Karima Mariama-Arthur agrees, CEOs must set the example, “A leader is expected to be the example and, as such, their actions will almost always affect the team’s morale, which necessarily impacts their individual performance and the outcomes of the overall organization.” According to Karima, “A leader must be mindful of how their choices and overall behavior translate in terms of morale, culture and individual and organizational performance. These metrics can be quantified and have a tangible socio-economic impact.”

There isn’t a perfect recipe for good leadership except setting a good example.

Here’s where the disconnect comes in. It’s very well saying you empathize as a business leader and you promote a company culture of empathy – yet if you don’t behave in an emphatic way – your employees just won’t see it. If you recognize this as you, what can you do about it? Or experts have some tips:

  • Be a good listener – Karima Mariama-Arthur says “One critical strategy I leverage to better understand any audience is being a good listener. That means listening intently (actively) by tuning into the speaker’s purpose, values, and core message, all without interrupting or indulging distractions.”
  • But don’t just listen – Seeking additional information by asking probative questions also helps provide greater context and a nuanced understanding of what is at stake. It demonstrates your listening and you’ll gain additional insights into the person you’re talking to.
  • Really engage with your employees – Just like with friends and family, relationships flourish when you spend quality time with them. It’s no different for employees and this should happen both inside and outside of the work environment. By interacting in scenarios like games or sports, you get a better sense of who people really are and what drives them. A natural progression of those repeated interactions is that more substantive relationships develop. Real engagement is stifled in superficial settings. Titles, pedigree, past performance etc don’t really shed light on the details needed to help you to truly understand who someone is and in most cases, how you can help them to succeed within the organization.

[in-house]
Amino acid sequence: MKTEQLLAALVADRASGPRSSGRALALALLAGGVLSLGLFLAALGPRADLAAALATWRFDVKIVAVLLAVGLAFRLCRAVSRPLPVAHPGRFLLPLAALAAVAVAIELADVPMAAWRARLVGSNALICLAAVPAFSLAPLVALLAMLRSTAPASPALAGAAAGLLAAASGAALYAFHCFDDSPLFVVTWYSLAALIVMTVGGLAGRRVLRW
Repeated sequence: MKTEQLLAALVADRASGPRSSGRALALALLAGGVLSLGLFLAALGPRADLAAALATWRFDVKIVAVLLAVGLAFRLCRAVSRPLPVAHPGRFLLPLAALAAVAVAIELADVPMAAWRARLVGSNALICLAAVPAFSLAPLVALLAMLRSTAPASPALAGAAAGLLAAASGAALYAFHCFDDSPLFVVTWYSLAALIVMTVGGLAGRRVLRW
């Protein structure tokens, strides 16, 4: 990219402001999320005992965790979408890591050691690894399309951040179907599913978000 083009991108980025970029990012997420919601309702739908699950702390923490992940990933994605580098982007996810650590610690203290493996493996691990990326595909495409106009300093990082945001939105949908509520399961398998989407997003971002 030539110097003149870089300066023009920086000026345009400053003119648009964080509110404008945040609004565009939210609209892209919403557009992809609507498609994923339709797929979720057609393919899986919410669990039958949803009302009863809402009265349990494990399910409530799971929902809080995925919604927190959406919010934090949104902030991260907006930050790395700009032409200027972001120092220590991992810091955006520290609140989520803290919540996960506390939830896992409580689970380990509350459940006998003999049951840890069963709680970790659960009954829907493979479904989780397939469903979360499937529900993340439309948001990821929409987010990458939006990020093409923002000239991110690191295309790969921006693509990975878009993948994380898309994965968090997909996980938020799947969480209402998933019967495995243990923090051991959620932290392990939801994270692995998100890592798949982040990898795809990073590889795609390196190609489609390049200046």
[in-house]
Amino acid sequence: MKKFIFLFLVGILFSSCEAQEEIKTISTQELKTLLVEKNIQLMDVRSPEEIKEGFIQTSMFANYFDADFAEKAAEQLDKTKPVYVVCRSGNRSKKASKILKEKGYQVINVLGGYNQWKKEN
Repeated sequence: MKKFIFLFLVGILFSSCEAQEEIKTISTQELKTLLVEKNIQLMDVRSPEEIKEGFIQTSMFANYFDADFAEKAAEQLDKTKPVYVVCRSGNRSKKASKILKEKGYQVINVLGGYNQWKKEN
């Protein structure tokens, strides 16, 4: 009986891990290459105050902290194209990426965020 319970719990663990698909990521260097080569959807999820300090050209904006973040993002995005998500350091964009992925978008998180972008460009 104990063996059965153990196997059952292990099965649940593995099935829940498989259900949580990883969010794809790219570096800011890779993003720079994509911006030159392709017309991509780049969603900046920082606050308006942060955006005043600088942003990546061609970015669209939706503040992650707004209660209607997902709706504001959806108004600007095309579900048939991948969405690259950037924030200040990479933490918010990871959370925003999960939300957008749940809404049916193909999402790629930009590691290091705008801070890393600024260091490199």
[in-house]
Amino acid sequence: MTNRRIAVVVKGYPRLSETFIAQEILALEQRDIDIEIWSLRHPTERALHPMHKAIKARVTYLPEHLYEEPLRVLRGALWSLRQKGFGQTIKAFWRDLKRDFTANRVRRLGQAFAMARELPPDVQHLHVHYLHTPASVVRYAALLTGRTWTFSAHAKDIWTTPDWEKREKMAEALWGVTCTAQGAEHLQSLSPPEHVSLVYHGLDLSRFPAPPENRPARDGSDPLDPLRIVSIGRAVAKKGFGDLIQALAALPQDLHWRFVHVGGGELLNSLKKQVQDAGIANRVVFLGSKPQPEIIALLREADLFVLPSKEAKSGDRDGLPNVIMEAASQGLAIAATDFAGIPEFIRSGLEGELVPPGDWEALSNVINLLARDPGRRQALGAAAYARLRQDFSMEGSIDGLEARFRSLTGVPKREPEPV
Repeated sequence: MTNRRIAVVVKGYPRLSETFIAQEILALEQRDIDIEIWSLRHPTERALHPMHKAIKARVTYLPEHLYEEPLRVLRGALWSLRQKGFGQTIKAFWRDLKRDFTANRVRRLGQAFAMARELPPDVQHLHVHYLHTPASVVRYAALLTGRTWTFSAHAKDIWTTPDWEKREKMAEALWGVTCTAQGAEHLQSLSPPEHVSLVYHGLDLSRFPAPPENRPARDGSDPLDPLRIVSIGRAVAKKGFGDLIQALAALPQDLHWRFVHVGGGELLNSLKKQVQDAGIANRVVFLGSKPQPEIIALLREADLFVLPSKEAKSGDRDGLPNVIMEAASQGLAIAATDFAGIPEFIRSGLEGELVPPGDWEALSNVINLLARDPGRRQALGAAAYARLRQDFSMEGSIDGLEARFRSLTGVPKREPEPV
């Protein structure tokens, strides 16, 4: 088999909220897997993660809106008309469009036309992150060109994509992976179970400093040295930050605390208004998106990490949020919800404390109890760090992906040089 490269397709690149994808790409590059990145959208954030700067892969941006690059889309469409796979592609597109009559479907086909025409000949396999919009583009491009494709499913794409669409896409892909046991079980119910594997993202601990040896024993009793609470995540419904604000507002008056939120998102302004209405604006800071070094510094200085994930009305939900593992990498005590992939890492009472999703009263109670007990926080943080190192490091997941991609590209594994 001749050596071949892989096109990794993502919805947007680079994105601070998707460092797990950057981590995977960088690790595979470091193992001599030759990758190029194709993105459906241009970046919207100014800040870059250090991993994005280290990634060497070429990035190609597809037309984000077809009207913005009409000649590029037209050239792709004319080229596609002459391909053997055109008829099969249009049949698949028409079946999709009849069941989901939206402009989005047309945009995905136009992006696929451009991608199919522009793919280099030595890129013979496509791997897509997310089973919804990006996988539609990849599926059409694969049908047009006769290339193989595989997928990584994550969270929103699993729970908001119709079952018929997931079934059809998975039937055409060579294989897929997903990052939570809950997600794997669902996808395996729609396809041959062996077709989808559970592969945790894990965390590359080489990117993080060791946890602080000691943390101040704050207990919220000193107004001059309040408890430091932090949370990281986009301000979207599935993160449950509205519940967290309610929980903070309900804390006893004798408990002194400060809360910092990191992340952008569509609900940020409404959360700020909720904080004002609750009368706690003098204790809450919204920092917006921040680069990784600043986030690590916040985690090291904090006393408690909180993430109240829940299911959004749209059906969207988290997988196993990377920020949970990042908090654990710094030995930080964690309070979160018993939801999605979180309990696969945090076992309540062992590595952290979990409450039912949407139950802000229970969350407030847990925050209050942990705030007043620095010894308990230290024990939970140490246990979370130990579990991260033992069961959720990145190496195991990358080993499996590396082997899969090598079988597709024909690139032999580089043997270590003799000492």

• Get to know your employees as people – Taking the time to talk to people and get to know them on a more personal level is paramount according to Steffan Surdek. “What makes them tick? What lights them up? What shuts them down? Knowing this allows you to better connect and empathize with people. Connecting with people is so important. You need to try to get a sense of the entire person (work and personal life) if you really want to be able empathize with them. Sometimes, what makes people react is not just what happens at work but what is going on elsewhere in their lives.”
  • Modify your managerial style to different personality types. Once you’ve done all the above; you’ve listened, observed and interacted with your team you need to adapt. The most difficult part of any manager’s job is people management. He or she is required to lead, motivate, train, inspire, and encourage.  Nina Angelovska says, “It can be a real challenge to modify my managerial style to fit the different personalities who are motivated and inspired in different ways and by different things.”
It is a leader’s responsibility to recognize the potential in people and have the wind at their back.

A leader is expected to be the example, their actions will almost always affect the team’s morale, which necessarily impacts their individual performance and the outcomes of the overall organization. The final thought from Nina Angelovska, “I believe that when you work with passion when you respect your people when you know their strengths and weaknesses, understanding them can come pretty naturally. At the end of the day, it is a leader’s responsibility to recognize the potential in people and have the wind at their back.”

Jernej P.
Head Of Growth